whining a bit

I usually put stuff having to do with Teddy over on his own blog, but this is really more about me.

Please note, those of you reading this. I am NOT in any way trying to make you feel bad for complaining about the annoying things in life. I’m not begrudging anyone their troubles, nor am I saying that people don’t have a right to feel the way they do. I don’t expect anybody to change, and I’m not talking about anyone who reads this blog. (because I know all three of you, lol.) Everyone can still feel free to whine about stupid crap to me or in my presence. I know I still whine about stupid crap, myself.

I’m in a continual search for the answer to this question: How many babies (and how many kids under 18) have renal failure in the US? Harder to find that than you’d think. I can find how many NEW cases per year, but how many total… it’s harder. (there’s even an article about this here: http://www.ncbi.nlm.nih.gov/pmc/articles/PMC2064944/)

In this search yesterday, I found the US Renal Data website, and an article from the New England Journal of Medicine. There’s more stuff here: http://teddybearsjourney.wordpress.com/2012/03/10/geeking-out-on-kidney-facts/  but the real gems are:

For patients beginning ESRD therapy in 2000–2004, the overall probability of surviving five years was 0.88. By age, this ranges from a low of 0.78 among patients age 0–4 to 0.92 for ages 10–14.

The long-term survival rate among children requiring renal-replacement therapy was 79 percent at 10 years and 66 percent at 20 years. …Risk factors for death were a young age at the time renal-replacement therapy was initiated (especially for children under 1 year of age, among whom the risk was four times as high as for children 15 to 19 years of age) and treatment with dialysis (which was associated with a risk more than four times as high as for renal transplantation).

CKD in children is a devastating illness, and the mortality rate for children with ESRD receiving dialysis therapy is between 30 and 150 times that of the general pediatric population [6, 7]. In fact, the expected remaining lifetime for a child 0–14 years of age and on dialysis is only 20 years

Go read those quotes again.

Now. Are you having such a bad day?

And I don’t mean to sound like that. I don’t mean to be being a total bitch about this. Everyone has bad days and everyone hits the end of their rope, even if it’s just ridiculous stupid everyday stuff. When we’re home from the hospital and things are going well, I have those days, too. I have those days where perfectly NORMAL stuff makes me frustrated. It is NOT as though I now go through life completely unruffled by life’s little bumps in the road.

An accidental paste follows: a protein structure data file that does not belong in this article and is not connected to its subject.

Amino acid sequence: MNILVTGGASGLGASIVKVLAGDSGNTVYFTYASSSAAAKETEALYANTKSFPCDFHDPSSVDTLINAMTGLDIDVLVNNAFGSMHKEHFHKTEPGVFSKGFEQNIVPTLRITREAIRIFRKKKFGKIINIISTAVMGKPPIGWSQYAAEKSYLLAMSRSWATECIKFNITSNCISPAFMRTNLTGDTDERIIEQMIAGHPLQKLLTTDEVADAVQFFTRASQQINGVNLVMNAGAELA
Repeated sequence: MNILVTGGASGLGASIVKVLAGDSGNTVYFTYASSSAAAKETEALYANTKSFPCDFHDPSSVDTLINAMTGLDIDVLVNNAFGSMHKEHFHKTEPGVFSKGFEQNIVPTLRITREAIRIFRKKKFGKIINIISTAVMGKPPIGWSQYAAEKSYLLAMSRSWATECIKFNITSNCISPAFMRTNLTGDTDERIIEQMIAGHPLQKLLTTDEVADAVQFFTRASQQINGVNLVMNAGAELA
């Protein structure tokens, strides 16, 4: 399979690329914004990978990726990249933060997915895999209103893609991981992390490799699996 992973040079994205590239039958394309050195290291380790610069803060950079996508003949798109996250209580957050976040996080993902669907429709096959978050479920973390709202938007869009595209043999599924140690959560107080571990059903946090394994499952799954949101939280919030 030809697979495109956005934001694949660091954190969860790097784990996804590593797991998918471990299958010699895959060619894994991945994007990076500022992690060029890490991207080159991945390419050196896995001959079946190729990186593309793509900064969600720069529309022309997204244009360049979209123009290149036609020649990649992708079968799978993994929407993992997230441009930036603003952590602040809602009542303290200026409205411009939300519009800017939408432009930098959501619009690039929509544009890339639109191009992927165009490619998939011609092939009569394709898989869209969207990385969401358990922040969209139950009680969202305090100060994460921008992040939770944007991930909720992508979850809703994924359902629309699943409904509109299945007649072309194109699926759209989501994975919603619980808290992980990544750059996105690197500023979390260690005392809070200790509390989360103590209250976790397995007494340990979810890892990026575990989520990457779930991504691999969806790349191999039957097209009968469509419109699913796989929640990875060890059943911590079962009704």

But my sympathy point has completely shifted, and particularly when I’m on day 13 in the hospital and I miss my kids and my husband and I miss sleeping on a bed that’s not plastic and that doesn’t angle towards the floor and I miss sunlight and fresh air and not having strangers all up in my business and dammit I just don’t want to be here anymore, and I know that, even with treatment, there’s a hefty chance my kid won’t see Kindergarten, let alone high school and let’s not even get so hopeful as to think ahead to marriage and jobs and kids, and the almost paralyzing fear I experience every time I think that there’s a chance that Randy might not be a good match for an organ for Teddy and then… and then.. what, I don’t even know, we have to start begging friends and family for a kidney, or go on the list and wait for God knows how long… I hope it becomes apparent why seeing things on FB about “oh, my life is so terrible” and “everything’s out of control” and knowing that it’s about kids having colds, or the washing machine on the fritz, or whatever…  it kind of makes me want to reach through the computer and choke the living crap out of people.

I’m sorry, because I know that makes me seem small and petty.

I’m at the same time still able to be happy for these people – my friends – that they get to experience those types of terrible days.

And on top of all that, I know people online who have it worse. Two of the kids in the Renal Warriors group on Facebook have coded in the past month. So even though things can be tough with Teddy, you know, he’s always managed to keep his heart beating. And so on our tough days, I think about them and how much I still have to be thankful for.


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